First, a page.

Thus, you should handle any action from their part to change your mind like a settled and unimportant matter following the Polite Ways To Avoid Unwanted Conversations :

  • Leave the group. Give some reason for leaving. For example, “Oh, I just remembered that I have a phone call coming in to my office in a few minutes. I’ll catch up with you later.”
  • Change the subject. Ignore the question and start talking about something else. You could say something like, “That reminds me, I wanted to talk to you about…”
  • Be polite and powerful. You could say, assertively, “I am uncomfortable discussing this. Thanks for your concern.”

EDIT

From this site the difference between empathy and sympathy can be described as follows :

  • sympathy : You feel bad for them … but you don’t know what it is like to be in their shoes ;
  • empathy : the capacity or ability to imagine oneself in the situation of another, experiencing the emotions, ideas, or opinions of that person ;
  • antipathy : a strong feeling of dislike (from this site). The difference between empathy and sympathy

Thus, empathy is not something you show, but instead something you have : an ability. This ability can be displayed through sympathy or antipathy through sharing your emotions, but not necessarily.

From that point, when the OP says in a comment

I can agree that showing empathy is usually a good thing, I just can't do so for someone who willingly put others like in dangers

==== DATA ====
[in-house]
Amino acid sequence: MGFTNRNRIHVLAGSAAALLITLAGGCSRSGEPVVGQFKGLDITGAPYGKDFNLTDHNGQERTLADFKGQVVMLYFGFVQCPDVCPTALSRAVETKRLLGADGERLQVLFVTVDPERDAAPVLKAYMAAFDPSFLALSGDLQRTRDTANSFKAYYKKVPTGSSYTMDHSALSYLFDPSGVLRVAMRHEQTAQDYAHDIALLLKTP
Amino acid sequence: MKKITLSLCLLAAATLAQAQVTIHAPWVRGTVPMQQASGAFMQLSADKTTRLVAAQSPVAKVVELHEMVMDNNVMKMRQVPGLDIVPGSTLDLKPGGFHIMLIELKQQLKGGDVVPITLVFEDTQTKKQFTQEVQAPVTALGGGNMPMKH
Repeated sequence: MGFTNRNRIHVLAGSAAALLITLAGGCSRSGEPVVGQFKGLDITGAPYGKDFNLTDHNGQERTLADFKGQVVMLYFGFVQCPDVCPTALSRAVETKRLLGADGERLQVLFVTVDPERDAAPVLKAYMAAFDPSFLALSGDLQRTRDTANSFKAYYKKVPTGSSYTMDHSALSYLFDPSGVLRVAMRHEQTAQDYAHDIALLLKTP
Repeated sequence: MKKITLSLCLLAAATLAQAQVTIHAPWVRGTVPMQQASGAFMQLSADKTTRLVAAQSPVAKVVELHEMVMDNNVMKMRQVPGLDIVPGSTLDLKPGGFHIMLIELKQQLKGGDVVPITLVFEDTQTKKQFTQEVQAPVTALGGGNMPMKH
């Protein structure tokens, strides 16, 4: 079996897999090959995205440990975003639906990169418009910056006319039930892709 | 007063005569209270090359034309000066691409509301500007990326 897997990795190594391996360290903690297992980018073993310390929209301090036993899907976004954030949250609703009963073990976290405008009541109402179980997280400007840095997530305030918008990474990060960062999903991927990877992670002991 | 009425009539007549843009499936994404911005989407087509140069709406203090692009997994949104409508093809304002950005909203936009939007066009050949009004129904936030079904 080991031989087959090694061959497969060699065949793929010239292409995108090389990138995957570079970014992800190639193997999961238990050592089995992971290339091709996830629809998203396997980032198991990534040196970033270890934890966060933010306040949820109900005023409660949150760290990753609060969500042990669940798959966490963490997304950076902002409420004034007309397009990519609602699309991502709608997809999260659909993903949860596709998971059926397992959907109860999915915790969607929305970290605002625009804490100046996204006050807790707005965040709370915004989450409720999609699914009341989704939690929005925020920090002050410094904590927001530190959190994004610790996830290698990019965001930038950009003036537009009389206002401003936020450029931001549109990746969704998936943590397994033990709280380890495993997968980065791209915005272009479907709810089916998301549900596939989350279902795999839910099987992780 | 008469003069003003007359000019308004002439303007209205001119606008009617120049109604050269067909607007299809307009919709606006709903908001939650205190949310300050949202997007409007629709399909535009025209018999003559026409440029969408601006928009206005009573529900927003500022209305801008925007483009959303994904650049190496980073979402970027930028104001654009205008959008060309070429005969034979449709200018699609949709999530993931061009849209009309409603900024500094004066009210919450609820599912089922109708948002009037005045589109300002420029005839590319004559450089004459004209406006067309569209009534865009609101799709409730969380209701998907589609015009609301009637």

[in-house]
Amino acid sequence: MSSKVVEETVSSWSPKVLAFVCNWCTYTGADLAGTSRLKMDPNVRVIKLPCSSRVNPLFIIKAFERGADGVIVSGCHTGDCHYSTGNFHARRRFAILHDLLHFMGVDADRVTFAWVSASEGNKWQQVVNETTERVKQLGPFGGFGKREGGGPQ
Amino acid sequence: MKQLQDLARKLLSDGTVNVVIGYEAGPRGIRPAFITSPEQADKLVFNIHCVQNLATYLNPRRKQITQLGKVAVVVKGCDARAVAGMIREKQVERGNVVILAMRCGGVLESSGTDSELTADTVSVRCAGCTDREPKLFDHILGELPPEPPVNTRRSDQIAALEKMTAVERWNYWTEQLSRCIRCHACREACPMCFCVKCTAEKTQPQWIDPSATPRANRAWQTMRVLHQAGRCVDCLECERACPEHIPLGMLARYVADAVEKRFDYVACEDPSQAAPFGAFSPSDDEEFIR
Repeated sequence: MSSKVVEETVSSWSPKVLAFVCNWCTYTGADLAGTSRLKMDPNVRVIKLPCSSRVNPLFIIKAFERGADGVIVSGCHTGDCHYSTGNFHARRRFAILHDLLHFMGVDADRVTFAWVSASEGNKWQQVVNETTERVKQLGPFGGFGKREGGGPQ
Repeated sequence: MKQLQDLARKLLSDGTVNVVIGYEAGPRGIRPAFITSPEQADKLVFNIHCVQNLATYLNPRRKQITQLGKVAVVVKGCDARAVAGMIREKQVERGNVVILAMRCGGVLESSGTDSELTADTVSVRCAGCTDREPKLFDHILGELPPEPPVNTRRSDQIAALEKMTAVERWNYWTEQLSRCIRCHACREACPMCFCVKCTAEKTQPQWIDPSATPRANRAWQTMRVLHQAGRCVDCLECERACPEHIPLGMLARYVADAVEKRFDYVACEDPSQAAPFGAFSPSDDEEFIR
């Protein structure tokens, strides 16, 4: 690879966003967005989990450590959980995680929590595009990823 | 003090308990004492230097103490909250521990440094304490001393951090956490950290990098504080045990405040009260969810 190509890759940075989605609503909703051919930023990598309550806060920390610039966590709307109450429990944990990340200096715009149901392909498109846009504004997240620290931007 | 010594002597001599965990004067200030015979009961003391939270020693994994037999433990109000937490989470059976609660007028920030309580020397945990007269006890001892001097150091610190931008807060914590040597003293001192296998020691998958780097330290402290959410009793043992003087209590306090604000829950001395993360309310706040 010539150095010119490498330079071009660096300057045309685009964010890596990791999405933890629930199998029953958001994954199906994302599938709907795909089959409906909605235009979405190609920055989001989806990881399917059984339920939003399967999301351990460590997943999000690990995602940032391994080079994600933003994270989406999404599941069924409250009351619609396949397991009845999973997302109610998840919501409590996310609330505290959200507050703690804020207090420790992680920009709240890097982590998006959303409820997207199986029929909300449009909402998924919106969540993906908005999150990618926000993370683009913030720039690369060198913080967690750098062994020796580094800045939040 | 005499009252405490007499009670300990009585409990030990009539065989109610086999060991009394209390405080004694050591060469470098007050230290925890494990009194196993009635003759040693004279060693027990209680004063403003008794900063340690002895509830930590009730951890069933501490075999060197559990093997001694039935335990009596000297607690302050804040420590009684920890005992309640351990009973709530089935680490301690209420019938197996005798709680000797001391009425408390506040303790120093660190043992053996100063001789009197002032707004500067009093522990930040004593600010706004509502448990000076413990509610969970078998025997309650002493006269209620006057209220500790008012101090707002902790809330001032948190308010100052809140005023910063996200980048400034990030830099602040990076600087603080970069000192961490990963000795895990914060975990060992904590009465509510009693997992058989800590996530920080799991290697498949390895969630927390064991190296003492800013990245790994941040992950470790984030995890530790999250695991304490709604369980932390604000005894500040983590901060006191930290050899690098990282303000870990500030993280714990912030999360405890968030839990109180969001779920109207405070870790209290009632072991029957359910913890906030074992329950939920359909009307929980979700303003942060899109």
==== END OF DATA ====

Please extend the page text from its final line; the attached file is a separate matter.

they clearly state they cannot understand the reasons behind Rachel's tendency to risk other people's life (lack of empathy), yet they surely can understand that Rachel feels bad now, if not for others, at least for herself because of the situation she got into.

From

I don't have any help I can, or want to, offer her

I understand that, after trying to help, the OP stopped trying to have empathy and gave up on showing sympathy to Rachel because of Rachel's apparent selfishness, turning their feelings into antipathy.

Thus, when the OP's friends ask them to feel empathy (which they cannot) or show sympathy towards someone they only have antipathy for, clearly stated the rational reasons behind, and were turned down by 'but she is our friend' (which is not felt that way anymore by the OP) arguments while they won't

stop pressuring [the OP] on this subject

I believe I would act as described in the source before my edit with something along the lines of

We already talk talked about this and I believe I made myself clear. Please just stop. [and leave the conversation]

With this behaviour, I expect to highlight OP's opposition to the (already) discussed matter and show resolution (and not aggressivity) towards OP's friends, before coming back a while later like nothing happened.


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  • Can you please explain why do you think this will work? Did you do something similar in the past and it worked? Did you read something about it in a book? To be honest, I find your way quite (passive) aggressive towards the friends. I would feel uncomfortable if someone would just shoo me, only because they have a right. There are several points I disagree with, and before me going into the details, you should make an update, to explain, as I mentioned. – virolino Nov 20 '19 at 10:12
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    my post was not based on personal experience but sourced. I added additional sources to clarify my point of view. – Frederi ROSE Nov 20 '19 at 17:31